Domestic revenue more than tripled between 2002-08 , fell sharply in 2009, and recovered strongly to a new high in 2011. Continued international effort neededon tax havens and transfer pricing.
Africa: Since the 2001 NEPAD Founding Statement, African governments have emphasised the primary significance of domestic savings and of strengthened public revenue collection for development finance, and have pledged on many occasions to raise additional domestic resources.
Development partners: Supporting developing country efforts to mobilise national savings was a major commitment of the Monterrey Consensus, re-affirmed at the follow-up 2008 Conference in Doha. Since then, there have been several commitments at G-20 Summits to support the development of more effective tax systems; to prevent erosion of tax bases in developing countries including through exchanging tax information; to promote transparency by multinational enterprises when dealing with developing countries, including transfer pricing practices; and to address tax havens.
What has been done to deliver on these commitments?
Yet, in spite of efforts by many governments to reduce total tax rates on businesses in line with a worldwide trend, African companies still face the world heaviest tax burden both in terms of high rates and cumbersome tax regulations (see also Topics 4 and 12, Private sector and Economic governance). Also, free trade arrangements within Africa and between Africa and their major trading partners and the use of tax competition to attract foreign investment have put pressure on narrowing the tax base in many countries. In dealing with multinational enterprises, a number of African countries have transfer pricing policies in place but face significant challenges in their capacity to effectively assess the risk of potential revenue losses and remedial actions. Lastly, successes with rolling out VAT have increased tax efficiency, but have also led to a greater share of more regressive indirect taxes, while the more progressive personal income tax has experienced only a small increase as a share of GDP.
Development partners: There has been a significant scaling up of international effort. The OECD has created a “Task Force on Tax and Development” to support developing countries on a broad range of tax issues including capacity building for tax administration, combating tax avoidance and evasion, and ways to tax multinational enterprises through effective transfer pricing. The work by the Task Force was reported to the 2011 G-20 Summit. More than 100 countries have now joined the “Global Forum on Transparency and Exchange of Information for Tax Purposes”.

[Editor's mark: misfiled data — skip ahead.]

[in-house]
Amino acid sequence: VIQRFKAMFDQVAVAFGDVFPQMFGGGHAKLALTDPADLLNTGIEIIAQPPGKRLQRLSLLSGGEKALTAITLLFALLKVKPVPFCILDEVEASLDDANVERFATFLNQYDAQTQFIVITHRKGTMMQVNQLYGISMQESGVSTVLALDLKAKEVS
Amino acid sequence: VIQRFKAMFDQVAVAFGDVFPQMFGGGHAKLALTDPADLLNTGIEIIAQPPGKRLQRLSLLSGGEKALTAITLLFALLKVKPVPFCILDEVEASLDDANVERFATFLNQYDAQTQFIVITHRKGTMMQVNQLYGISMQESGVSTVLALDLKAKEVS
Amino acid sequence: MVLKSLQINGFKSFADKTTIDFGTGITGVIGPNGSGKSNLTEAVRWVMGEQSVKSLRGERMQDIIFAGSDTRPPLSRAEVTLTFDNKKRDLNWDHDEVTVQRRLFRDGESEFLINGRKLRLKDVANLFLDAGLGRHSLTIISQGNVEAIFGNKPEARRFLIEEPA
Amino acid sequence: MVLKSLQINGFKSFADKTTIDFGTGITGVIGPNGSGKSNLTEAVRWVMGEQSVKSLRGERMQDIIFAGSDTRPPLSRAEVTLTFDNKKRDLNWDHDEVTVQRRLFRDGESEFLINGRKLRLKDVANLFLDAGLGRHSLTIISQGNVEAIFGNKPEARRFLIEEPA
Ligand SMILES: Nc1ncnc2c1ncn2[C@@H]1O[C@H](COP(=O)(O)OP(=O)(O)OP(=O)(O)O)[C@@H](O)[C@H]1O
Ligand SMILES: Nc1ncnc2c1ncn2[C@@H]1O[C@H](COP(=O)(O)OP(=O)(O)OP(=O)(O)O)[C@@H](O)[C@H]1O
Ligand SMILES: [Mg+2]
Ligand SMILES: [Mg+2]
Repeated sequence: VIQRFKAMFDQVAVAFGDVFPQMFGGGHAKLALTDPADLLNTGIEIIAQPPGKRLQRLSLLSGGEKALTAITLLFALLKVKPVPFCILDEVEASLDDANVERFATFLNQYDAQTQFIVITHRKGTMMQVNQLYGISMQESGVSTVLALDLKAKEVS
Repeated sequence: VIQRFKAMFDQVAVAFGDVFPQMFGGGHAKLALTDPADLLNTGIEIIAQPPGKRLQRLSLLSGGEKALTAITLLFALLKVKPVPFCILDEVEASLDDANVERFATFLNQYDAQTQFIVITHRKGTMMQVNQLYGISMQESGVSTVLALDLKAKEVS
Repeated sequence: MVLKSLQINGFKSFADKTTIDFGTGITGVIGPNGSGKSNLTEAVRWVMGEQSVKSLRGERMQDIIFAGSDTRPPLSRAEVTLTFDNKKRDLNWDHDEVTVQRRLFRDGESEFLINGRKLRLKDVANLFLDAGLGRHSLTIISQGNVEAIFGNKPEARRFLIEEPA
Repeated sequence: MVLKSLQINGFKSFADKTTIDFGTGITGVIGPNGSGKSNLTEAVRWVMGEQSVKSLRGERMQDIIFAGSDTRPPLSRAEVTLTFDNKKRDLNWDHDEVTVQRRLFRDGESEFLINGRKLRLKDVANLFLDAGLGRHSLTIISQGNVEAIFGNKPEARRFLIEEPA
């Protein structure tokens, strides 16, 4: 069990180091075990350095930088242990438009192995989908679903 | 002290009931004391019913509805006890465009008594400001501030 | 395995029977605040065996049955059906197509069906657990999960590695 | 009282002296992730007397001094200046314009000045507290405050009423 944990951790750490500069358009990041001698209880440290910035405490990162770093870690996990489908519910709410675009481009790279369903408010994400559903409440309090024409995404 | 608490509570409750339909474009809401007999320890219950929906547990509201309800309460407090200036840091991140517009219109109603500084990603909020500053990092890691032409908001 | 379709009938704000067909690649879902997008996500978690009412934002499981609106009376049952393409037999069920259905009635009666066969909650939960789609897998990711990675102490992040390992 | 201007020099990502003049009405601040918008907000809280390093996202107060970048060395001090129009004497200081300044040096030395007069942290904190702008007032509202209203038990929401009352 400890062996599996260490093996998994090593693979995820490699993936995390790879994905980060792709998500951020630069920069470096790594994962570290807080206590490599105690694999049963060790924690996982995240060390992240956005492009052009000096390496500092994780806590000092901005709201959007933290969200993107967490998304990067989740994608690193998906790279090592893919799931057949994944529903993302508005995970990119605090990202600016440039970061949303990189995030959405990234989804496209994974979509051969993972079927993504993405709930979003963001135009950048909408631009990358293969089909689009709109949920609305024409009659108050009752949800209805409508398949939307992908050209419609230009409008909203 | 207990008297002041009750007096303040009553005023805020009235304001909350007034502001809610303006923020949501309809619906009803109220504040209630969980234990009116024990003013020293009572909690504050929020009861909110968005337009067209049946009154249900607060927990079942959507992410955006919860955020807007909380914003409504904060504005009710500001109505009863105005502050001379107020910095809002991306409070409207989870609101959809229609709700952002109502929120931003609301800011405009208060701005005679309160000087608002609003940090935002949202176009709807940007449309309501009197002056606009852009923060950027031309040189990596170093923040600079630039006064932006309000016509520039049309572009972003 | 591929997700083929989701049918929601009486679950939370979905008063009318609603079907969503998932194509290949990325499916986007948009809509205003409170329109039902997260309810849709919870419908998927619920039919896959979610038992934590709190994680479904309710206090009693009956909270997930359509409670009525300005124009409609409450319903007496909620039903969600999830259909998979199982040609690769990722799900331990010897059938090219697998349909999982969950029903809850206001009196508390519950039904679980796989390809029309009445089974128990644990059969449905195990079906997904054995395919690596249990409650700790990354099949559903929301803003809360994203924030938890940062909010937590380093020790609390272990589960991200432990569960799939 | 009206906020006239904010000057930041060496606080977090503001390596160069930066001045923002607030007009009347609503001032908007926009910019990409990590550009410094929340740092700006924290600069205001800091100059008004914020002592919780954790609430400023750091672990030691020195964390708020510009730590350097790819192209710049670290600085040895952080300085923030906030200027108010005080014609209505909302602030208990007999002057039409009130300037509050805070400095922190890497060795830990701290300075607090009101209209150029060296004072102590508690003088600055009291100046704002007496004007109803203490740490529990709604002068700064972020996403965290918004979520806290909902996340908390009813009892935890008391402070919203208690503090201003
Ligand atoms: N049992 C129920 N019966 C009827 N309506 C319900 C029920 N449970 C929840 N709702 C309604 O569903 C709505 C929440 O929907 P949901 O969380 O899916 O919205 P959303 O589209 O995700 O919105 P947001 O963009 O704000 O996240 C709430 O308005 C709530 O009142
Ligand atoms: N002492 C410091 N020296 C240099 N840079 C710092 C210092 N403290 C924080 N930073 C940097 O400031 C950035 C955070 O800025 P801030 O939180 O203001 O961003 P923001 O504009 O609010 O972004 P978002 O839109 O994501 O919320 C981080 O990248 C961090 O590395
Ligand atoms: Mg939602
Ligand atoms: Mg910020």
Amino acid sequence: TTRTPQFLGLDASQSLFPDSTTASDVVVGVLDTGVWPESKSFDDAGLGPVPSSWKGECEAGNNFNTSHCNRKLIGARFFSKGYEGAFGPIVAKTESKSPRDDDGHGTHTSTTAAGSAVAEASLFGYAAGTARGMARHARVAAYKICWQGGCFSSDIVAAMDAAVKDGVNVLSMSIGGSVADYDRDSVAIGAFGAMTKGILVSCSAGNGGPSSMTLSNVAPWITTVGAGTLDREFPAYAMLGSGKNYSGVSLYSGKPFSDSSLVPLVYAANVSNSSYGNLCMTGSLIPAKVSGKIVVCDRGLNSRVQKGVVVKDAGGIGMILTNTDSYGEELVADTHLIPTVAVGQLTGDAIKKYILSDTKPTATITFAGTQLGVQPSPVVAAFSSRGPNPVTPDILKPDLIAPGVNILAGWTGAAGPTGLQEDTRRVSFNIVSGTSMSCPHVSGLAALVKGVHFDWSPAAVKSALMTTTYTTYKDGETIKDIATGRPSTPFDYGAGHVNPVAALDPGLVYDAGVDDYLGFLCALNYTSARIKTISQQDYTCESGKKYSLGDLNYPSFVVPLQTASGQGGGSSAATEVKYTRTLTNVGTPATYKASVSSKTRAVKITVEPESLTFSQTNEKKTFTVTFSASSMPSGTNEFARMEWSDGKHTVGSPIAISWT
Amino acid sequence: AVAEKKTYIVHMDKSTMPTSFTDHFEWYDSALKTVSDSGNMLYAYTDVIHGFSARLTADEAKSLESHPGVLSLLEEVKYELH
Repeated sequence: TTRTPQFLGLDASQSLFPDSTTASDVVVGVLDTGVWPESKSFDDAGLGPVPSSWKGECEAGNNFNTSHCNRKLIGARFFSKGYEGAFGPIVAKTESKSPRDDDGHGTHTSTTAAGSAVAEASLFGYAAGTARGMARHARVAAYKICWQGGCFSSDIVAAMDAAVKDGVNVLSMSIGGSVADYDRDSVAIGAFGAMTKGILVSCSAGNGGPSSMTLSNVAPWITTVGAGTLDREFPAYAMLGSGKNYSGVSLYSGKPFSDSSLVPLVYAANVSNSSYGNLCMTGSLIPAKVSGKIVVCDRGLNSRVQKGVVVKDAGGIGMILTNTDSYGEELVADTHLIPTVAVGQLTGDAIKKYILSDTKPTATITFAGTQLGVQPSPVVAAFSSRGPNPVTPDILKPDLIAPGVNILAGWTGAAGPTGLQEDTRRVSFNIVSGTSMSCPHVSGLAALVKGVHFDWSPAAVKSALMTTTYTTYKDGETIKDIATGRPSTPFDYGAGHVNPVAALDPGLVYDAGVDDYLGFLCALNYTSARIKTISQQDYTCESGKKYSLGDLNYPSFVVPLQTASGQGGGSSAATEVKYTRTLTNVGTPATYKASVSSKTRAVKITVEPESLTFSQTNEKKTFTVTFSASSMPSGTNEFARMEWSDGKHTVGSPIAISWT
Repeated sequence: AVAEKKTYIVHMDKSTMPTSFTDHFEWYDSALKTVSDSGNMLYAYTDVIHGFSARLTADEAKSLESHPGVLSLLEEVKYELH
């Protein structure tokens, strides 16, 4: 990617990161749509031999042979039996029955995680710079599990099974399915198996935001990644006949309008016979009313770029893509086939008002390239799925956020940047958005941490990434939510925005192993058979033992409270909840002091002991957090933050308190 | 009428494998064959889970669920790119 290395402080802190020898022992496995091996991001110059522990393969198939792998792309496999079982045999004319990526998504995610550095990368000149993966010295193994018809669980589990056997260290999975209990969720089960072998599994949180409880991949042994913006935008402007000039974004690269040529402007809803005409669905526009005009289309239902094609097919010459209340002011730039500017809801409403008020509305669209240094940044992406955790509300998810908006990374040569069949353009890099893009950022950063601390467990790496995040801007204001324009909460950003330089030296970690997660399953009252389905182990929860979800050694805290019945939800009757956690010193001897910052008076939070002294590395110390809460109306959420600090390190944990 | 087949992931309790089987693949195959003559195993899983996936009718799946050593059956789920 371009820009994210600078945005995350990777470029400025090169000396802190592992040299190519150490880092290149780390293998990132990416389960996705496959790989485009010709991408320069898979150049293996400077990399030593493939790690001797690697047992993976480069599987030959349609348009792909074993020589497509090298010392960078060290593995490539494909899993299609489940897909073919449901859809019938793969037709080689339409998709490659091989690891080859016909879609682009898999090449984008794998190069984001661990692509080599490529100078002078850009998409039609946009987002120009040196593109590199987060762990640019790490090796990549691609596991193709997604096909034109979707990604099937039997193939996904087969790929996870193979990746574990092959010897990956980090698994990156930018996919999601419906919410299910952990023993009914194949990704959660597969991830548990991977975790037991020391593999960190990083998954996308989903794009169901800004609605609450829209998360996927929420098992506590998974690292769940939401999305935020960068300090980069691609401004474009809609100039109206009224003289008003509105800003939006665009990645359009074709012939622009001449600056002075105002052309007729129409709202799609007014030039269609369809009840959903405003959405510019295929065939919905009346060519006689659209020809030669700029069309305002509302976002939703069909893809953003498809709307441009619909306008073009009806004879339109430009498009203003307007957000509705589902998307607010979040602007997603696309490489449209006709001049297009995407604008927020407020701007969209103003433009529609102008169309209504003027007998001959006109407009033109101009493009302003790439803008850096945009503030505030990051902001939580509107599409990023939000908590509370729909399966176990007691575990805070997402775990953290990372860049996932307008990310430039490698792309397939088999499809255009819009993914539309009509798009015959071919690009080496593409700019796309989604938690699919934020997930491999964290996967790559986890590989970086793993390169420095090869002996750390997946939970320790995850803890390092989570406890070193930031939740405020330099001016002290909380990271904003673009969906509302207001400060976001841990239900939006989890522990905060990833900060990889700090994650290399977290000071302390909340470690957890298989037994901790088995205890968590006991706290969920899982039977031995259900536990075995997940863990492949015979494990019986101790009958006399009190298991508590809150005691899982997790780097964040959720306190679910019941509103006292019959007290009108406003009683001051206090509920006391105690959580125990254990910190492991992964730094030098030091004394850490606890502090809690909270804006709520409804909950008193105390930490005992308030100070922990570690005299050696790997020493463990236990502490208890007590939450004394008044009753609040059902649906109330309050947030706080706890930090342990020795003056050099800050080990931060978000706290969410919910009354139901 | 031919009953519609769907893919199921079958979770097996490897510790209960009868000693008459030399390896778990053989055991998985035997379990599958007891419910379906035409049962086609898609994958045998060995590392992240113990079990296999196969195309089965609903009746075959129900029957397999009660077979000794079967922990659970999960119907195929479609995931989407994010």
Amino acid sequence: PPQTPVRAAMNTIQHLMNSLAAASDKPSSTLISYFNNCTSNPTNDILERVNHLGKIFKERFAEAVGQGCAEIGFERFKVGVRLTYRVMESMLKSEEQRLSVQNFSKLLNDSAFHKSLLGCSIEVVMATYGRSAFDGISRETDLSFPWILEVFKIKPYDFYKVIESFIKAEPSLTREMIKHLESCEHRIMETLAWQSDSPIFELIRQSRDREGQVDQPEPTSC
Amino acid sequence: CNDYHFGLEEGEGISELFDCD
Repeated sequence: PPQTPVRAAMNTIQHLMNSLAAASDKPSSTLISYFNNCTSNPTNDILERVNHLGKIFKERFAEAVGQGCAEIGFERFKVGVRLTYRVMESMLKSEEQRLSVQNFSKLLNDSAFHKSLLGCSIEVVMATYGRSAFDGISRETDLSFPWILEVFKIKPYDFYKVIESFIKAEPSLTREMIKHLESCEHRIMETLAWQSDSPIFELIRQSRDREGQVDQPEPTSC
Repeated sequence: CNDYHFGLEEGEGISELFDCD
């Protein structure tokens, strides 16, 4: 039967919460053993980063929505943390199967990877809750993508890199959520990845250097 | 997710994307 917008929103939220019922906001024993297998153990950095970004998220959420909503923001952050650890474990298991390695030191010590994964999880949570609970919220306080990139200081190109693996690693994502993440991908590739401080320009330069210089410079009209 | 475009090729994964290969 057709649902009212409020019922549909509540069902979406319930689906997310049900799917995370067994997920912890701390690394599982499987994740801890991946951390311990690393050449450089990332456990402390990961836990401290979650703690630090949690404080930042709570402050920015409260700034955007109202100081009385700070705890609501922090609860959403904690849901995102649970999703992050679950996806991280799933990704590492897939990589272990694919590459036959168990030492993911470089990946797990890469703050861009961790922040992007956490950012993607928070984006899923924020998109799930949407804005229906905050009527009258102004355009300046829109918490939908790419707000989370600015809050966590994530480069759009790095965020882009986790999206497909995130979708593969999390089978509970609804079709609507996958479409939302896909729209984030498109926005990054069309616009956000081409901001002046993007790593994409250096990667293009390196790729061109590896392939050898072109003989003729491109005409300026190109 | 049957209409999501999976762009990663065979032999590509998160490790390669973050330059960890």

Each member of the Global Forum has committed to implementing the international standard on tax transparency and information exchange on request, and those commitments are subject to peer review examination. Members include a number of African developing countries, and to assist smaller jurisdictions and developing countries to meet the standard, a series of technical assistance programs have been launched by the Forum, in association with ATAF and other partners.
More than 700 bilateral agreements for the exchange of tax information have been signed, while more recently the focus has shifted to a multilateral approach. All G-20 members had committed to becoming parties to the multilateral Convention on Mutual Administrative Assistance in Tax Matters which allows for exchange of tax information between countries. The multilateral Convention is now open for signature by all countries, and it is envisaged that a number of African countries will sign the Convention in 2012.
What results have been achieved?
Total government revenue excluding grants increased from 21% to over 28% of GDP between 2002 and 2008 for sub-Saharan Africa (SSA)and from 30% to over 41% for North Africa. As a result, Africa more than tripled its revenue collection between 2002 and 2008 to reach over US$513 billion, more than ten times the volume of ODA, though the ratio to ODA varies considerably among countries (see table in Appendices). Revenue to GDP ratios have increased in all groupings of countries, but most significantly in resource-rich countries, helped by the boom in commodity exports and in middle-income countries.
As a result of this performance, while almost a third of SSA countries mobilised less than 15% of GDP as public revenue — commonly regarded as the minimum to ensure coverage of basic government services — in 2002, only 8 countries (or 17%) still collected less than 15% of GDP in 2011. However, from a global perspective, public resource mobilisation in SSA remains weak compared to other regions. Recent assessments of tax effort by the IMF show that half of SSA countries can, on the basis of their economic potential, further raise the equivalent of 2% to 4% of GDP in revenue.
The global economic crisis caused a sharp fall in public revenue in 2009, due to lower commodity prices and lower growth. In nominal terms, public revenue declined by US$120 billion, some 23% over the previous year, to US$394 billion. This decline occurred mostly in oil exporters.
Government revenue has recovered to reach US$469 billion in 2010 and hit a new high of US$520 billion in 2011. Government revenue in sub-Saharan Africa reached US$341 billion in 2011 compared to US$74 billion in 2002. The gross national savings rate increased from an average of 17.1% of GDP in the pre-Monterrey period to a high of 24% in 2006, but has since dropped back to an average of 20% in the past three years. However, increases reflect the performance of resource-rich and middle-income countries, whilst low-income countries have made minimal improvement.
What are the future priority actions?